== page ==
Former aeronautics workers who helped give flight to the NASA space shuttle program watched with mixed emotions the final shuttle launch on Friday.
"It's sad to see the end of the program. It's something I grew up with," said Marc MacDonell, a former Fairchild Republic employee who worked on the shuttle program for 10 years.
MacDonell joined dozens of others at Long Island's Cradle of Aviation museum to view the launch of the shuttle Atlantis on a big screen television.
The crowd of young and old counted down to lift off, then erupted in cheers as the shuttle reached for the stars one final time.
"Lift off! The final lift off of Atlantis!" a NASA announcer proclaimed. "On the shoulders of the space shuttle, America will continue the dream."
Because of financial concerns, the federal government has scuttled the shuttle program after three decades. President Barack Obama has spoken openly about the "private sector" paying for future space exploration.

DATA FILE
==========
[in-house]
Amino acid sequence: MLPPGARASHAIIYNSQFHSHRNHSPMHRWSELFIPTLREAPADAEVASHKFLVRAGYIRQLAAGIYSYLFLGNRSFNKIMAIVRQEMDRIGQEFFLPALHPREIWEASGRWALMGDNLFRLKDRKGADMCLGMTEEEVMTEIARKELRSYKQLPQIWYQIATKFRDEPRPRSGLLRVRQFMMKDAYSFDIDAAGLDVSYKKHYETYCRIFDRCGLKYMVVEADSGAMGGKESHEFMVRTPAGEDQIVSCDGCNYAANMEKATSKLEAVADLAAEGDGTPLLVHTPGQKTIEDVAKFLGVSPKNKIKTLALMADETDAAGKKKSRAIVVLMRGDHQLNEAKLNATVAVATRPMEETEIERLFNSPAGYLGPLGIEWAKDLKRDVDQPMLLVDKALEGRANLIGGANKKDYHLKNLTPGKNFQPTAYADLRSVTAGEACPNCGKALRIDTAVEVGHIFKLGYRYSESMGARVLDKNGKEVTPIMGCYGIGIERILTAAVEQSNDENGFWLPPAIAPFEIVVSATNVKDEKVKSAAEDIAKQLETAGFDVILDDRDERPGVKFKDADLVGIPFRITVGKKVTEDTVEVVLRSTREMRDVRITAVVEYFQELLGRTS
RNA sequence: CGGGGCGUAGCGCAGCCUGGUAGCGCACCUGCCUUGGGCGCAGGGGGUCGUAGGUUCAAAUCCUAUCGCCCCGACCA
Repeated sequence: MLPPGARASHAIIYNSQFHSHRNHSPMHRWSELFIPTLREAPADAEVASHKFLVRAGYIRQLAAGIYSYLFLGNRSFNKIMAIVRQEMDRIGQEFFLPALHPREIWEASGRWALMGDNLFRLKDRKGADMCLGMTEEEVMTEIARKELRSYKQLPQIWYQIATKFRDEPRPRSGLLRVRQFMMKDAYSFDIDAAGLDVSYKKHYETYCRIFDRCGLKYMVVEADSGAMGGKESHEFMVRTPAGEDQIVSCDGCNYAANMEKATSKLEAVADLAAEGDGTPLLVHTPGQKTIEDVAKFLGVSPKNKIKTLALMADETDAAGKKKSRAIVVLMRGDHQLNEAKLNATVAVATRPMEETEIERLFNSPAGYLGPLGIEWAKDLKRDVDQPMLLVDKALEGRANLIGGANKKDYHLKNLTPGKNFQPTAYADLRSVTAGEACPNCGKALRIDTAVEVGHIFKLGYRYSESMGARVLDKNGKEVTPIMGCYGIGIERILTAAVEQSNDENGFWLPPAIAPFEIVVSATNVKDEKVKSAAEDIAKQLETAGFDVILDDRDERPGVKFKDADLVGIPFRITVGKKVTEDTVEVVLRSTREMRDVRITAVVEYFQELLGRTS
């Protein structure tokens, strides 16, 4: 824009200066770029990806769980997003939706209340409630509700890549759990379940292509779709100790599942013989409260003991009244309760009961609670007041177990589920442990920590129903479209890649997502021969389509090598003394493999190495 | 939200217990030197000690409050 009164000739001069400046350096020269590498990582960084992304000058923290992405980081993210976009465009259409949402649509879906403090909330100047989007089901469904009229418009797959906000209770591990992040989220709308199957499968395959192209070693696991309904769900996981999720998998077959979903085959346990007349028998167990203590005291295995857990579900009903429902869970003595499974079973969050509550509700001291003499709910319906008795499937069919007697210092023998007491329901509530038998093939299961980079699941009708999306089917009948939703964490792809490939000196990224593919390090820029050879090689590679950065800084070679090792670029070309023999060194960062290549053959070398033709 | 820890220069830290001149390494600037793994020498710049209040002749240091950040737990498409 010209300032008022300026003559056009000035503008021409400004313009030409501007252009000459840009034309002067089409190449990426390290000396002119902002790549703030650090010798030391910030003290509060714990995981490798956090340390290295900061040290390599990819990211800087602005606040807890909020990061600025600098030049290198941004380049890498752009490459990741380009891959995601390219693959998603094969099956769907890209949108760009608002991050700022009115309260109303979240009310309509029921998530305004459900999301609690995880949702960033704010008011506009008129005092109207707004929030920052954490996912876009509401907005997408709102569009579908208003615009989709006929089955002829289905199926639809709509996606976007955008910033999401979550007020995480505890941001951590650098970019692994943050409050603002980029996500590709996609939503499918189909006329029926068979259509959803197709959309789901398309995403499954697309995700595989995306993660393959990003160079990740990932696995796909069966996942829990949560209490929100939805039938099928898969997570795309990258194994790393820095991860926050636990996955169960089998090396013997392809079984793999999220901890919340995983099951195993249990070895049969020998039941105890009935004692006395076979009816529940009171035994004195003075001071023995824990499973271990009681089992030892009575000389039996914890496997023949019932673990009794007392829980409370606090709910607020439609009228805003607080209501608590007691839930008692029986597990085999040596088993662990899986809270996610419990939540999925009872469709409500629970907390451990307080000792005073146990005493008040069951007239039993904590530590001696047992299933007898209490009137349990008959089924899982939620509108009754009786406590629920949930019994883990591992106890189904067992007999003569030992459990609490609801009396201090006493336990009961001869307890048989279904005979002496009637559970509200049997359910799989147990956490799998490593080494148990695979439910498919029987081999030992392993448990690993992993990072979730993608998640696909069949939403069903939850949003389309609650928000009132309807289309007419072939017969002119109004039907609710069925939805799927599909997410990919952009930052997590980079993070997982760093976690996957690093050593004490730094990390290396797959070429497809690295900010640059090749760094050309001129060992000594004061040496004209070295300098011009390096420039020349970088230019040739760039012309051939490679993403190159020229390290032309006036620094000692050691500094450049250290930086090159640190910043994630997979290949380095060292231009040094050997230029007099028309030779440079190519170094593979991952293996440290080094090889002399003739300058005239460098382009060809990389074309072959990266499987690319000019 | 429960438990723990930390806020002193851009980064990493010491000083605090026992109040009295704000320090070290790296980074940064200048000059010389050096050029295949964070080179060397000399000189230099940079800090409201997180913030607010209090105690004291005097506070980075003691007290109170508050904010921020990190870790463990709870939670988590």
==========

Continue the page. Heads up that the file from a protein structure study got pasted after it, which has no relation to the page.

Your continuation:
"This is the end of an era," said Samir Shah of Syosset, who witnessed history with his son and a group of other Cub Scouts. "It's a shame."
"What could President Kennedy say today?" asked the museum's chairman Todd Richman, referring to JFK's ultimatum that the U.S. reach the moon by the end of the 1960s.
"We are losing the awe-inspiring moments like this that motivate kids to pursue careers in science and engineering."
Two Long Island companies, Fairchild Republic and Grumman, played major roles in the three-decade-old shuttle program. Fairchild Republic designed and built the space craft's tail, and Grumman built its wings.
"This was a very, very unique craft when it was first built," said MacDonell. "It was the first to fly into space, come back and land like a plane."
As they looked back, the former shuttle workers also looked forward, wondering "what's next?"
"We should go back to the moon and then on to Mars," said Frank Pullo, a former Grumman employee who worked on both the space shuttle and lunar module.
Missions like that seem unlikely in these tough financial times, but the men and women who have always had the "right stuff" insisted anything is possible.